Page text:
Milan Fashion Week: Gucci AW16
The magic of Michele
Day One of Milan Fashion Week kicked off with more than the usual dose of drama—a delayed flight (over 2.5 hours) into Milan from London meant that I was on the verge of missing the Gucci show but by some amazing stroke of luck, I touched down at Linate airport to text messages saying the Gucci show had been delayed by an hour, which allowed me enough time to rush through immigration, weave through midday traffic to make it to my seat, with time to spare.
For Autumn/Winter 2016, Alessandro Michele was inspired by a philosophical concept called 'Rhizome', developed by Gilles Deleuze and Félix Guattari in their project aptly titled 'Capitalism and Schizophrenia'. "To inflame change, thinking has to be 'rhizomatic'", referencing the root-like stem of a plant that spreads horizontally, sending shoots upwards and creating roots below.
Sartorially-speaking, what that meant was an incredible variety for Michele's Gucci girl. It's been a year since his debut collection for Gucci and while his brand of geek chic and pretty femininity still prevail in the form of an oversized collegiate sweater with a large panther motif across the chest, and pastel-coloured tulle gowns, there was a decidedly mannish juxtaposition in the sleek suits and double breasted coats with oversized lapels.
Also in the collection were pieces with a touch of street, a collaborative effort with the artist Trevor Andrew, aka Trouble Andrew, aka GucciGhost, who has used Gucci's GG logo liberally in his work; in graffiti, street art and on vintage clothes. Here, a Gucci-embossed shopper bag was spray painted with the word 'Real' above the logo, a tongue-in-cheek reference to Andrew's own work.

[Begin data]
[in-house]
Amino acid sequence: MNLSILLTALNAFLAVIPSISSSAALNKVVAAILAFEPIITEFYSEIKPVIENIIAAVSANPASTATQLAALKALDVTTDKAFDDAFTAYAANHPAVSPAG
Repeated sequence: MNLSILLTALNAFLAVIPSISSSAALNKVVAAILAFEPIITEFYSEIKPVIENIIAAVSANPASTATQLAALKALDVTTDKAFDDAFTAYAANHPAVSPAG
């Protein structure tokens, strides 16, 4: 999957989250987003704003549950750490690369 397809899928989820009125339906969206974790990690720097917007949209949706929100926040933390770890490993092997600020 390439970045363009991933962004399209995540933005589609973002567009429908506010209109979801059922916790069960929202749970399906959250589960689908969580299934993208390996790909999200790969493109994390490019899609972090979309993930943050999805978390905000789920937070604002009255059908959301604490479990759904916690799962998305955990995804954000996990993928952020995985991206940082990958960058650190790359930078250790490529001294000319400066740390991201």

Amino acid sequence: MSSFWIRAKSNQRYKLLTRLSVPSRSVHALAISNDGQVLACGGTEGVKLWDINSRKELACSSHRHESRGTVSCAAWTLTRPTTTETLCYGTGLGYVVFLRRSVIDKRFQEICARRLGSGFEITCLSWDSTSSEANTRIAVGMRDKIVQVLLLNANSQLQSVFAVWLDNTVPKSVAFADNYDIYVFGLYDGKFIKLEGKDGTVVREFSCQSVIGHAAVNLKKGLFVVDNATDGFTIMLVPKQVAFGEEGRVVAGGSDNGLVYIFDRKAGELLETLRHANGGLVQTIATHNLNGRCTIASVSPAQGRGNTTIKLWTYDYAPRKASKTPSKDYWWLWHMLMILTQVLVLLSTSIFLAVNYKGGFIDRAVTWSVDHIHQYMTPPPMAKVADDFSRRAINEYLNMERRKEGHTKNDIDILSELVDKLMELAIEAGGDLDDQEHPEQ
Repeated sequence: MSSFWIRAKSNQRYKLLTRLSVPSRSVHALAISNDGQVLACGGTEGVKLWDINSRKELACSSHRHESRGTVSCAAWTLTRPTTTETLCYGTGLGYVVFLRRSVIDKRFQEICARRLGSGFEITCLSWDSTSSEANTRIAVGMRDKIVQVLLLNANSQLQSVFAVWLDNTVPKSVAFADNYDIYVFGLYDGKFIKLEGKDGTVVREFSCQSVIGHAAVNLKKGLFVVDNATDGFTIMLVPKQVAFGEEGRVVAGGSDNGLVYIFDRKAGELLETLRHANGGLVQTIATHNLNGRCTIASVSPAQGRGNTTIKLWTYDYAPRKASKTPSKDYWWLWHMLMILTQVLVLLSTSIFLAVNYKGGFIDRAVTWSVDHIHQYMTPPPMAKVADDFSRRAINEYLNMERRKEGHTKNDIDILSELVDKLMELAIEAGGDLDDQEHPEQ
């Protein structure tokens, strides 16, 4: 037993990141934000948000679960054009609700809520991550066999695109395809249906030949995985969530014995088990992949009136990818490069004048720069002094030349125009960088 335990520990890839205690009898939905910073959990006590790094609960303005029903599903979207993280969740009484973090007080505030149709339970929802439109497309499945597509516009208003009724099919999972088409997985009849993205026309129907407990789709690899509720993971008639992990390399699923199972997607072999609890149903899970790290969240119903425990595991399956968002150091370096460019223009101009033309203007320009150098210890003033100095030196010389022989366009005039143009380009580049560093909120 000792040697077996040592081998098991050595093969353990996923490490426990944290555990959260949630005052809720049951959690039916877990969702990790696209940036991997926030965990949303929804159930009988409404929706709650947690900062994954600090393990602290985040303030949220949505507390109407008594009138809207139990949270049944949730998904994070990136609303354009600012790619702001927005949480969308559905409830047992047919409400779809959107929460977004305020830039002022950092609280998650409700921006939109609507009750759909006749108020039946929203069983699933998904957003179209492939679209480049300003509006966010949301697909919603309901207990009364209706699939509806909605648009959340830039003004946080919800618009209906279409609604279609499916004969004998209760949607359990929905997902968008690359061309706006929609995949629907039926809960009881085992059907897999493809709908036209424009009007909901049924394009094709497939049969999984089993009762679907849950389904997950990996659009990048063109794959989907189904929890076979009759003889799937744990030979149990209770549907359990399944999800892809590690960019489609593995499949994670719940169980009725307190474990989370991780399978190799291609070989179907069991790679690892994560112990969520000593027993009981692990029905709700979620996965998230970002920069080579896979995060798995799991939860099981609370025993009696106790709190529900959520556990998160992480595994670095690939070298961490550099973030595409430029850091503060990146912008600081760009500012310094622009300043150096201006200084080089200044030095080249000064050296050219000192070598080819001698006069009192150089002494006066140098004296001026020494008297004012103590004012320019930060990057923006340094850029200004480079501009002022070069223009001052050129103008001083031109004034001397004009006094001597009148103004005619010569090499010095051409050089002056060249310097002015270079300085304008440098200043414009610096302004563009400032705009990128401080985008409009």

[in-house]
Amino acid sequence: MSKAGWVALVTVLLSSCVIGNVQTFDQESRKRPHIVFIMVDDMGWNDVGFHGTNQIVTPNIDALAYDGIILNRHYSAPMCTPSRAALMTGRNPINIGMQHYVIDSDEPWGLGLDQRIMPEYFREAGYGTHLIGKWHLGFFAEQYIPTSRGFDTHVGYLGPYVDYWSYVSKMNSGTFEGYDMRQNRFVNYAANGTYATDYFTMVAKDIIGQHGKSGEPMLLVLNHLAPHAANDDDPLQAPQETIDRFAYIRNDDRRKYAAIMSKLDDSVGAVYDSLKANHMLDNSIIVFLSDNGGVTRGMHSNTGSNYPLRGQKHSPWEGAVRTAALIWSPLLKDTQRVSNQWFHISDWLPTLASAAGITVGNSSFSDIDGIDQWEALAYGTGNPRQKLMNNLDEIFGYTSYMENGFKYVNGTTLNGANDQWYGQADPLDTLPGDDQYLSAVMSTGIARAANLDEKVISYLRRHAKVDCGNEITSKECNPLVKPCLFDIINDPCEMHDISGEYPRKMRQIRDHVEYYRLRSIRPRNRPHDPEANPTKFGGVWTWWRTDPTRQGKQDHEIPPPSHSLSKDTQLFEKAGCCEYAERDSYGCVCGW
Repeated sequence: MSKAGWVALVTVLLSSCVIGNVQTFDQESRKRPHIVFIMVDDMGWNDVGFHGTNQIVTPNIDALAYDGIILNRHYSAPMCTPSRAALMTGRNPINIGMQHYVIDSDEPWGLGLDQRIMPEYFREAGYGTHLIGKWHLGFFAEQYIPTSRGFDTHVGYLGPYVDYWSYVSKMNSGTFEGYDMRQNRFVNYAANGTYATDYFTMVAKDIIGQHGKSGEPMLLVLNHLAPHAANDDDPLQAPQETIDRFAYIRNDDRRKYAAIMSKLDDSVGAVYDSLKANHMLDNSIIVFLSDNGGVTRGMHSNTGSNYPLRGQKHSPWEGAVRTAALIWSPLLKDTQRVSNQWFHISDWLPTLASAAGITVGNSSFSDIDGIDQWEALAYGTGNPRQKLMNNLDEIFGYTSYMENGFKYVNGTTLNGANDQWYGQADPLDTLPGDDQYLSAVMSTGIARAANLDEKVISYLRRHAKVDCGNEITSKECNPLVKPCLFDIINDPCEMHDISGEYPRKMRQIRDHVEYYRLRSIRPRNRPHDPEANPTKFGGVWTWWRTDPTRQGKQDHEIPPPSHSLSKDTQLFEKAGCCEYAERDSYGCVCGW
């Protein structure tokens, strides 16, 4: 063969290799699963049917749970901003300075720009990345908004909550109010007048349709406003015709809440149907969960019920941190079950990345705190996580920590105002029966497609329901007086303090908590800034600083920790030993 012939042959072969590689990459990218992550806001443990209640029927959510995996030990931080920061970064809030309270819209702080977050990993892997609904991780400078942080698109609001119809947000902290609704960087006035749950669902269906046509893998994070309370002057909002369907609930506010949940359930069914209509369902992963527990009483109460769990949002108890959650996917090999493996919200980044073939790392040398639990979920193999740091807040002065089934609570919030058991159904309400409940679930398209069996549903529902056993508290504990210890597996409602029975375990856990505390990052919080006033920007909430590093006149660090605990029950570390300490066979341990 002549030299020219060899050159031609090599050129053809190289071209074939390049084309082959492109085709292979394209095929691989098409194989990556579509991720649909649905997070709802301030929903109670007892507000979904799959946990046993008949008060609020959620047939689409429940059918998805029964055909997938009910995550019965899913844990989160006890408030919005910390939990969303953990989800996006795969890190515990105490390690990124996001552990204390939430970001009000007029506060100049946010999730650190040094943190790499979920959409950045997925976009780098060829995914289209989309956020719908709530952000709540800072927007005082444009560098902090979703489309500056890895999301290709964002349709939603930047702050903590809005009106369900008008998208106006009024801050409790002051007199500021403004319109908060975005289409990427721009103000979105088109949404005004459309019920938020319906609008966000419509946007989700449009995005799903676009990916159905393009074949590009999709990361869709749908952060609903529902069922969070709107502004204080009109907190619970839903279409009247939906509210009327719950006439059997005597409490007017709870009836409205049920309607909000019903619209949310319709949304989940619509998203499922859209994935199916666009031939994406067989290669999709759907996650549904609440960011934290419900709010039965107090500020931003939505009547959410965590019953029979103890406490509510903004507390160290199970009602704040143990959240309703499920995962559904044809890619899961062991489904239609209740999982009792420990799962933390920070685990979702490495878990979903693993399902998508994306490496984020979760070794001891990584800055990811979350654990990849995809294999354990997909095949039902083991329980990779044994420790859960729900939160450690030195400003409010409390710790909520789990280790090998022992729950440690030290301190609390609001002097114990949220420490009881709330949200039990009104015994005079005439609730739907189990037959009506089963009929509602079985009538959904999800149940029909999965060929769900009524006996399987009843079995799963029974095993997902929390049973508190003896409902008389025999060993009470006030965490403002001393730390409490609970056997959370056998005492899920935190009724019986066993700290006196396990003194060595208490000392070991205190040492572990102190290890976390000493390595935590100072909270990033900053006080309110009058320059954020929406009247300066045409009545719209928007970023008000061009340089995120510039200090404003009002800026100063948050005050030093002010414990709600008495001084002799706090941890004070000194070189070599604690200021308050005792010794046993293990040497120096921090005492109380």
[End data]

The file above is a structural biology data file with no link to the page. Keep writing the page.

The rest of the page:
While certain brands have announced major changes to runway presentations and are adopting a direct-to-consumer model, Francois-Henri Pinault, CEO of Kering, Gucci's parent company, has declared that they will be sticking to the traditional structure, as the new concept "negates the dream" of luxury and that waiting "creates desire". Judging by Gucci's growth in the final quarter of 2015, which was when Michele's first collection landed in stores, Pinault certainly knows what works for his brand. That red ruffled cape, metallic gold bomber and overload of pearl-encrusted rings? Guess I'll have to wait another six months.